The answer is no. This is the part where we should all be careful. Not all food supplements that claim to be prebiotics should be deemed as such. To qualify as a prebiotic, the following criteria should be met:
- The prebiotic must survive the acid environment of your stomach. The acid in your stomach shouldn’t destroy your prebiotic in a way that renders it useless when it reaches your large intestine. It will serve no purpose for your beneficial microorganisms if that happens.
- The beneficial bacteria present in your gut should be able to utilise the prebiotic through fermentation. Fermentation is the process of transforming the carbohydrates in your prebiotic to organic acids and alcohol. The prebiotic serves as a fermentation substrate. These acids and alcohol will then be used to stimulate the activity or growth of your beneficial microorganisms.
- Last, but definitely the most difficult and important criteria, is that the prebiotic must be able to activate the growth or stimulate the activity of your intestinal beneficial bacteria.
What Prebiotics Do in Detail…
- Increase the probiotic activity and growth in your large intestine. This is the main reason why you should supplement your probiotic with prebiotics. They work hand in hand and may help you recover from the following conditions:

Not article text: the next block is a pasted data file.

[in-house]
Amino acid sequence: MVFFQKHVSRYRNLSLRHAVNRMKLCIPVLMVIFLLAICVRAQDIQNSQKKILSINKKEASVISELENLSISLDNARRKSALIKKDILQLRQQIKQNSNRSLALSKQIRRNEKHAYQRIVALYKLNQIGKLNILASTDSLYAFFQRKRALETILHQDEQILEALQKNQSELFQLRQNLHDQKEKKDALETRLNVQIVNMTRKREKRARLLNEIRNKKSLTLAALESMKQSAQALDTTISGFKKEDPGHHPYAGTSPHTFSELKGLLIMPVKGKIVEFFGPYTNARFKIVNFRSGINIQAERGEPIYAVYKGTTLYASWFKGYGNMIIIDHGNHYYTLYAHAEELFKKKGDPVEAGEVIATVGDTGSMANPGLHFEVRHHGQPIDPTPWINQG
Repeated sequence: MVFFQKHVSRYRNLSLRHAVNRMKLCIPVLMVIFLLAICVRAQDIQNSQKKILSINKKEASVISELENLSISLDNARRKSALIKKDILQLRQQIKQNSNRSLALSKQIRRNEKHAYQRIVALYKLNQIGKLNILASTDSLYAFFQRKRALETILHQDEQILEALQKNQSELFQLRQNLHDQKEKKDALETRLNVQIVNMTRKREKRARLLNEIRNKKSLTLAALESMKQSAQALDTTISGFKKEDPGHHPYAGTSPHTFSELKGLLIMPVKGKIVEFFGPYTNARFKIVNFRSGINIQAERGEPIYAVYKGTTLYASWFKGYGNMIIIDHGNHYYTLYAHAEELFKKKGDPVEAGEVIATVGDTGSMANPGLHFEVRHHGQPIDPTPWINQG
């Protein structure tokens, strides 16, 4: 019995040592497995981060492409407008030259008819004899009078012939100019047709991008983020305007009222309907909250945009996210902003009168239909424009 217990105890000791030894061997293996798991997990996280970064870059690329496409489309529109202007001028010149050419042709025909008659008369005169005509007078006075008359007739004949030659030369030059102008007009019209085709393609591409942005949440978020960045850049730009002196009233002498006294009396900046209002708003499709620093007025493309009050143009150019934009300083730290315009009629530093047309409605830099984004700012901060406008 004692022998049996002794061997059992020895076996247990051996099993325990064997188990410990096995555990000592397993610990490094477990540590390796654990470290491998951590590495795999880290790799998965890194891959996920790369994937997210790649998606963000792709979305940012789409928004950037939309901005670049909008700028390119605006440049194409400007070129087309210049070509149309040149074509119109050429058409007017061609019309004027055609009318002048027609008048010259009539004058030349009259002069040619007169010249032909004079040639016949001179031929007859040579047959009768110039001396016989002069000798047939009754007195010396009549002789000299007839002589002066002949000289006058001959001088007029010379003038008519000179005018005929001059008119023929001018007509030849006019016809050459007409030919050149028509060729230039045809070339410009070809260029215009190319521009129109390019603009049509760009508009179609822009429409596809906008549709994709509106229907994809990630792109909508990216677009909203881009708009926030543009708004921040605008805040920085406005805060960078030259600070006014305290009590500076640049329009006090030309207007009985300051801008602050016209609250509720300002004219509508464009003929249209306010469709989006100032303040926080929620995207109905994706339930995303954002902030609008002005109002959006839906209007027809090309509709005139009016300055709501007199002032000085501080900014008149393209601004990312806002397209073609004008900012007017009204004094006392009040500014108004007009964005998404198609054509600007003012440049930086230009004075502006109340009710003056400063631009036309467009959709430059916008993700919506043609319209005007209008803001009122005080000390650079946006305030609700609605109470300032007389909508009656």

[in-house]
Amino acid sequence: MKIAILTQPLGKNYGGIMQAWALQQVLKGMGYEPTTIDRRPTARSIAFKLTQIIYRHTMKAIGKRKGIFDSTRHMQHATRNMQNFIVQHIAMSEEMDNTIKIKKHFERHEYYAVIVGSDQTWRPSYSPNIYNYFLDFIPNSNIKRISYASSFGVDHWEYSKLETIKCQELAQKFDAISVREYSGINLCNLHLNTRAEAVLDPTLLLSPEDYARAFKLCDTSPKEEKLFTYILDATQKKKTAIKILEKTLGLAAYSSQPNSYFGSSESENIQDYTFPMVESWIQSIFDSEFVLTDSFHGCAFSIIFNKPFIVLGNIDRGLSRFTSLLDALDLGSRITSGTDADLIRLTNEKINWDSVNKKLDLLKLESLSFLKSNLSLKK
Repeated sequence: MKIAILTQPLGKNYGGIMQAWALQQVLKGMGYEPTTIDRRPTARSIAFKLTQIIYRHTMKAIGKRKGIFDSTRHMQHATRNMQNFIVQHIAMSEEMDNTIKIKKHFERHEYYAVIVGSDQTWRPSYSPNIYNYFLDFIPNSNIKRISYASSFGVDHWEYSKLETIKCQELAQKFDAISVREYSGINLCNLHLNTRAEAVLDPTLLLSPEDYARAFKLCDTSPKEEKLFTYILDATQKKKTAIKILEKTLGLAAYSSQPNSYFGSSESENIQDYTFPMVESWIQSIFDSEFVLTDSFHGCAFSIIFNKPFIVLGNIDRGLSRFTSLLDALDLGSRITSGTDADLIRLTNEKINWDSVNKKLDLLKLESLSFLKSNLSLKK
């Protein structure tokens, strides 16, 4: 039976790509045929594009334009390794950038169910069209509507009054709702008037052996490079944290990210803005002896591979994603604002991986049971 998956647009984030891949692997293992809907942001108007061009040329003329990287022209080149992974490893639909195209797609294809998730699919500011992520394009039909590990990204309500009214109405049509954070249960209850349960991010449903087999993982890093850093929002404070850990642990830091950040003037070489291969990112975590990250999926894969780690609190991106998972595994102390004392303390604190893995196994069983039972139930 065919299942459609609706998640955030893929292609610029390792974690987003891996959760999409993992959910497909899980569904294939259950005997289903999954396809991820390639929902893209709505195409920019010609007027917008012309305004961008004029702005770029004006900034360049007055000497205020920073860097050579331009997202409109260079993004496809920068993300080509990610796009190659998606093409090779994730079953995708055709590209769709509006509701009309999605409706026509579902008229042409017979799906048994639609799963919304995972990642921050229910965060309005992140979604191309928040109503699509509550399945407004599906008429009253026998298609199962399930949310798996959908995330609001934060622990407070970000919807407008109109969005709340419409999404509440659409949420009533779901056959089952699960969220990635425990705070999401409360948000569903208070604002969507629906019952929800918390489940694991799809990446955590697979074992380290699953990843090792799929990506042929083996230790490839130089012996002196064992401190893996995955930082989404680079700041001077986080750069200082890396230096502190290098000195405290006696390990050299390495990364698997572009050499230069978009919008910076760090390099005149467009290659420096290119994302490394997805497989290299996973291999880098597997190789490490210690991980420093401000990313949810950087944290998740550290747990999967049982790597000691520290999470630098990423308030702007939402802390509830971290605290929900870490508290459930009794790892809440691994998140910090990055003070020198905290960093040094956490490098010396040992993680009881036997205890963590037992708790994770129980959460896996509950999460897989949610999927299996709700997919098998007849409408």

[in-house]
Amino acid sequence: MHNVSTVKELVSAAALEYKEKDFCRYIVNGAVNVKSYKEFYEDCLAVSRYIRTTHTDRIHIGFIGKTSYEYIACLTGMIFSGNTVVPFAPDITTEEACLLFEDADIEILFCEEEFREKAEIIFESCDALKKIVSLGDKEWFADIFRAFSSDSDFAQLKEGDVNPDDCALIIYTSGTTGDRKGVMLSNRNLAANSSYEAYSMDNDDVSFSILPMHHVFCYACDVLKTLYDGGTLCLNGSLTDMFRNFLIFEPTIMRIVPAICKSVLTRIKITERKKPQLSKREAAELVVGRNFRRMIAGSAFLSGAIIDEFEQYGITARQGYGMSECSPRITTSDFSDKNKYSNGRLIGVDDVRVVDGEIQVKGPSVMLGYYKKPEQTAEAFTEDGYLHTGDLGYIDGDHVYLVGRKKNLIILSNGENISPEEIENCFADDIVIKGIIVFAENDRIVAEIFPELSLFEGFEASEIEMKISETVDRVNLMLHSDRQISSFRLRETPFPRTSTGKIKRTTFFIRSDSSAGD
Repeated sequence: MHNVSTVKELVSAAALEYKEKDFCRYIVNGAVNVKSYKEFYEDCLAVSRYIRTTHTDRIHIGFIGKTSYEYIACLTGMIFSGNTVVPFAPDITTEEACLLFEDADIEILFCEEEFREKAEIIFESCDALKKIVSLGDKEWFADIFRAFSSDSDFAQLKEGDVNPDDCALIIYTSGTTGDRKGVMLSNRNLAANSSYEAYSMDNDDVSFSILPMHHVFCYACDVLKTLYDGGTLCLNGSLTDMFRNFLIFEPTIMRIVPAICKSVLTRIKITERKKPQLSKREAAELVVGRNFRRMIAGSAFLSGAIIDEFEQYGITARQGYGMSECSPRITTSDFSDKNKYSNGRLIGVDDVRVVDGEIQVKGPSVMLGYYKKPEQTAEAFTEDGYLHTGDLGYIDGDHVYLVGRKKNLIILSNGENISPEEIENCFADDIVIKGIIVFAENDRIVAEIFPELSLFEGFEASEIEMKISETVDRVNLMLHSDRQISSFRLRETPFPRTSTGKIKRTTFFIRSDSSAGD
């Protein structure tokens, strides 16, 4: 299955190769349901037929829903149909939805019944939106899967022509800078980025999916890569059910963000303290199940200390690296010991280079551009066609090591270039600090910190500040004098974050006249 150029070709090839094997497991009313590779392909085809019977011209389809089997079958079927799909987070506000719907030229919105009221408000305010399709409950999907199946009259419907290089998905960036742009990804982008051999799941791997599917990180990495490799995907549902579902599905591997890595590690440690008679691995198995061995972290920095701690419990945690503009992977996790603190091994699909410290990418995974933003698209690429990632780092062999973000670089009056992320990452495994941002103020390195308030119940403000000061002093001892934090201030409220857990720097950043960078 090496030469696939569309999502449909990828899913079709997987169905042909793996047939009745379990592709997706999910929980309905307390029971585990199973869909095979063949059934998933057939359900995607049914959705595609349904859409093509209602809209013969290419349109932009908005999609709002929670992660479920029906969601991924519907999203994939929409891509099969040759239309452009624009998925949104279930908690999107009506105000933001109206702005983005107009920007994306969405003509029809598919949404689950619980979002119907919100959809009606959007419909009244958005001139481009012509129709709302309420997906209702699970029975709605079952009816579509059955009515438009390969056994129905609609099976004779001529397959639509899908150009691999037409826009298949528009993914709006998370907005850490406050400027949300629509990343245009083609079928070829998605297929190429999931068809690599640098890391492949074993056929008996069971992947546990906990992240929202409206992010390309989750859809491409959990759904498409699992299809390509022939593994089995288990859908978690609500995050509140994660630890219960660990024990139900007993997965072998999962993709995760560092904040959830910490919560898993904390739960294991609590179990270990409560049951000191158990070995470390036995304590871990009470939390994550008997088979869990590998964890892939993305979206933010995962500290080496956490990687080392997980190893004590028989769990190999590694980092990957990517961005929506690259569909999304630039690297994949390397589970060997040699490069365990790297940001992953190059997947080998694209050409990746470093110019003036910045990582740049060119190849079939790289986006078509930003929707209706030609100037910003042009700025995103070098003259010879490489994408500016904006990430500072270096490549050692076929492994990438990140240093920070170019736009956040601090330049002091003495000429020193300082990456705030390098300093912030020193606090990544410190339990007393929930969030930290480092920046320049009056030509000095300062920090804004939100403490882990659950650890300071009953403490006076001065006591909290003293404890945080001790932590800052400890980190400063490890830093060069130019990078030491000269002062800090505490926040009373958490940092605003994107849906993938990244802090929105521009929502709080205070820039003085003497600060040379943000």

- Acute gastroenteritis also known as infectious diarrhoea. Antibiotics given for this can also the population of good bacteria in your large intestine as well as the bad bacteria. Prebiotics energise your weakened friendly bacteria, sort of like giving first aid to wounded soldiers in battle. In addition, recruit more troops, i.e. take a probiotic supplement which contains live beneficial bacteria. Together they help to rescue your large intestine and overpower the bad bacteria in order to stop the diarrhoea.
- Vaginal yeast infections and urinary tract infections. What happens in your intestinal tract also happens in your urinary tract and female reproductive tract. The battle between good and bad bacteria surges on. Again, prebiotics can help power up the population of good bacteria, arming them with the necessary tools they need to win the battle.